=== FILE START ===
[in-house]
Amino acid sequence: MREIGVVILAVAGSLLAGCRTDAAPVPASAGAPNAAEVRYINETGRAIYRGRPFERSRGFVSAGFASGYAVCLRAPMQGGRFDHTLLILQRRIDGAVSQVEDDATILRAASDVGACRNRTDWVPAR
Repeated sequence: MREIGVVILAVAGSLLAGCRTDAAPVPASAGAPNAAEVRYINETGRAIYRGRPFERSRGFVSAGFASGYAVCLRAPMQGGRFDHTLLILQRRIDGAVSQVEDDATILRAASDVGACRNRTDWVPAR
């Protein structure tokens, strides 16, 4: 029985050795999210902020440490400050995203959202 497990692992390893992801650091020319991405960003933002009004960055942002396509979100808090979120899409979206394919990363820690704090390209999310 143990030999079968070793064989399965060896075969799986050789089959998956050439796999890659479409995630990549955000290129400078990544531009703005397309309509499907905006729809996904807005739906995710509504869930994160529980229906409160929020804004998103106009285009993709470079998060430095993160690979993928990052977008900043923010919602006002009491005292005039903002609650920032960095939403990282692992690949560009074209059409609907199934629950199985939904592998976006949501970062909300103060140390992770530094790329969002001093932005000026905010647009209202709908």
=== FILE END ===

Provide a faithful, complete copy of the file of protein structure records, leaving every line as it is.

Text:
[in-house]
Amino acid sequence: MREIGVVILAVAGSLLAGCRTDAAPVPASAGAPNAAEVRYINETGRAIYRGRPFERSRGFVSAGFASGYAVCLRAPMQGGRFDHTLLILQRRIDGAVSQVEDDATILRAASDVGACRNRTDWVPAR
Repeated sequence: MREIGVVILAVAGSLLAGCRTDAAPVPASAGAPNAAEVRYINETGRAIYRGRPFERSRGFVSAGFASGYAVCLRAPMQGGRFDHTLLILQRRIDGAVSQVEDDATILRAASDVGACRNRTDWVPAR
């Protein structure tokens, strides 16, 4: 029985050795999210902020440490400050995203959202 497990692992390893992801650091020319991405960003933002009004960055942002396509979100808090979120899409979206394919990363820690704090390209999310 143990030999079968070793064989399965060896075969799986050789089959998956050439796999890659479409995630990549955000290129400078990544531009703005397309309509499907905006729809996904807005739906995710509504869930994160529980229906409160929020804004998103106009285009993709470079998060430095993160690979993928990052977008900043923010919602006002009491005292005039903002609650920032960095939403990282692992690949560009074209059409609907199934629950199985939904592998976006949501970062909300103060140390992770530094790329969002001093932005000026905010647009209202709908």